13-19 February 2015 #745

April Uprising alumni

Editorial in Himal Khabarpatrika, 8-14 February

At a time when the constitution should already have been written and done with either through consensus or voting, two of the four major political forces in the Constituent Assembly (the UCPN (M) and the Madhesi Front) are gearing up for street agitation. The opposition alliance wants to build pressure against the NC-UML’s effort to vote on the disputed clauses in the new constitution.

This polarisation between the alumni of the 2006 April Uprising has delayed the constitution. No matter how different they were in their political backgrounds and ideologies, they came together in 2006 to restore democracy and peace in the country. But their very ideologies are now becoming a barrier in the constitution writing process. The acrimony and bad blood between them is at its worst.

The polarisation between the ruling and opposition parties has cleft society vertically down the middle. The April Uprising that they jointly spearheaded was a response to Maoist violence and King Gyanendra’s hunger for power. The people’s movement simultaneously defeated Gyanendra’s ultra-rightist as well as the Maoist’s ultra-leftist views. In the ensuing political trajectory, the country embraced republicanism, federalism, secularism and an inclusive policy. These political agendas, which have been legitimised by the two CA polls, are foundations of the new constitution. There is no dispute whatsoever on these issues among the major political parties.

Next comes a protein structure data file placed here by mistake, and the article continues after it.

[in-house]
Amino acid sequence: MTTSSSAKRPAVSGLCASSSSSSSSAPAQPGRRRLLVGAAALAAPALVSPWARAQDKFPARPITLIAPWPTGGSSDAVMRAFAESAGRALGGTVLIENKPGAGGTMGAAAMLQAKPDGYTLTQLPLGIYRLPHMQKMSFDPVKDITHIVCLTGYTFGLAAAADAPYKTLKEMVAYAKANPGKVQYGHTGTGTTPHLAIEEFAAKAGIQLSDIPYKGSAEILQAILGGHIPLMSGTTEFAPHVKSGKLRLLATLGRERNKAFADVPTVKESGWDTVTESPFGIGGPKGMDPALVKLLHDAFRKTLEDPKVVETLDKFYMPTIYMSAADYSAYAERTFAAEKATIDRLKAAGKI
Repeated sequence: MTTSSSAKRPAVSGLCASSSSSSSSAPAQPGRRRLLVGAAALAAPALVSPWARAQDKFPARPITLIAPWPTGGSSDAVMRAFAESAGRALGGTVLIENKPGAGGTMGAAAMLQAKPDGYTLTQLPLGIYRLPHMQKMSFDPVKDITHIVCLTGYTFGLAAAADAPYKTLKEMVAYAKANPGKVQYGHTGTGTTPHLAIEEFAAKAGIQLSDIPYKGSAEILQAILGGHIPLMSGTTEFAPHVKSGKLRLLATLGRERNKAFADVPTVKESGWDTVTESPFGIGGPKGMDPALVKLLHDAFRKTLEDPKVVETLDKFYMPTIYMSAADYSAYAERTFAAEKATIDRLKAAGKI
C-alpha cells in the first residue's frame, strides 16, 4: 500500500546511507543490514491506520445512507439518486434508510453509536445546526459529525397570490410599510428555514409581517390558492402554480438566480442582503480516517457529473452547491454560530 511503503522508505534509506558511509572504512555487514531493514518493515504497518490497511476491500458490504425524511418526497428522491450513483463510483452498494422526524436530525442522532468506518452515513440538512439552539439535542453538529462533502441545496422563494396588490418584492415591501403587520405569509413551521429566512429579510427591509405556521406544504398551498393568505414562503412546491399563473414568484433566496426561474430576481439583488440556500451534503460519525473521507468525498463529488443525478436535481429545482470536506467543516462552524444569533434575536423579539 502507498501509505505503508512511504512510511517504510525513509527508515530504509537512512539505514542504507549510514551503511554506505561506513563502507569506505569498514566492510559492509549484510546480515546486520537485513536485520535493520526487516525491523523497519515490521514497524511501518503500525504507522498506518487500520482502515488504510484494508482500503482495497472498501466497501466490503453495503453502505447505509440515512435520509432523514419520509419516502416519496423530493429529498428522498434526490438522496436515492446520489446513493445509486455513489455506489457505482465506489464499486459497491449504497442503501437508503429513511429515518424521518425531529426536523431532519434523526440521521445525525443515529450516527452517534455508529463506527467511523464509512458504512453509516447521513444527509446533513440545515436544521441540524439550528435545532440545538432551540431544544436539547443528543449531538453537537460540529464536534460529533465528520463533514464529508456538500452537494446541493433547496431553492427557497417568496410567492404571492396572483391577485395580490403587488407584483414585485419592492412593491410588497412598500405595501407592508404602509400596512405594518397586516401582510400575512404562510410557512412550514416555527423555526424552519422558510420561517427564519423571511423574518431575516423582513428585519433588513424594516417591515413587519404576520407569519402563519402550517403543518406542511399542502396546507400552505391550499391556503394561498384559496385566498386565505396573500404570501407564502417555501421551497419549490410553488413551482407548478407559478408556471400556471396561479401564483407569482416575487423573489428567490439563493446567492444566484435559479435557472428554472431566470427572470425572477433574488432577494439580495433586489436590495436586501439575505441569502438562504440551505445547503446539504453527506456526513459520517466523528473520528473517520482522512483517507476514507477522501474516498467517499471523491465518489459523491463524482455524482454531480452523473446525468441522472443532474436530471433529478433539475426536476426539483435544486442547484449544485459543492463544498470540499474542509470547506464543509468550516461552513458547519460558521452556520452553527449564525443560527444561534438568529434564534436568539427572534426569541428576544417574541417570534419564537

The current discord seems to be caused by a deep sense of insecurity that some political leaders have about their political future in the post-constitution period. The NC and the UML are not opposed to federalism, the main agenda for the opposition’s agitation. The current deadlock is partly caused by the self-obsession and the need by some NC-UML politicians to preserve a foothold in their constituencies.

The NC and the UML have more than sufficient lawmakers to pass the new constitution. But, there is a growing voice within the ruling parties to reach a consensus with the opposition. They know that it will be difficult to implement the constitution if it is boycotted by the UCPN (M) and Madhesi parties. On a positive note the opposition, too, has not completely abandoned negotiations. By delaying their protests, they have still kept the doors open for communication.

Some political leaders are actively helping both sides resume talks. If discord between agents of political change persists, it will benefit those who do not want these changes at all. So, the ruling and opposition parties must stop blaming each other and try to reach a consensus. If they want to ensure the country’s prosperity through an inclusive political system, there are no alternatives to talks and consensus.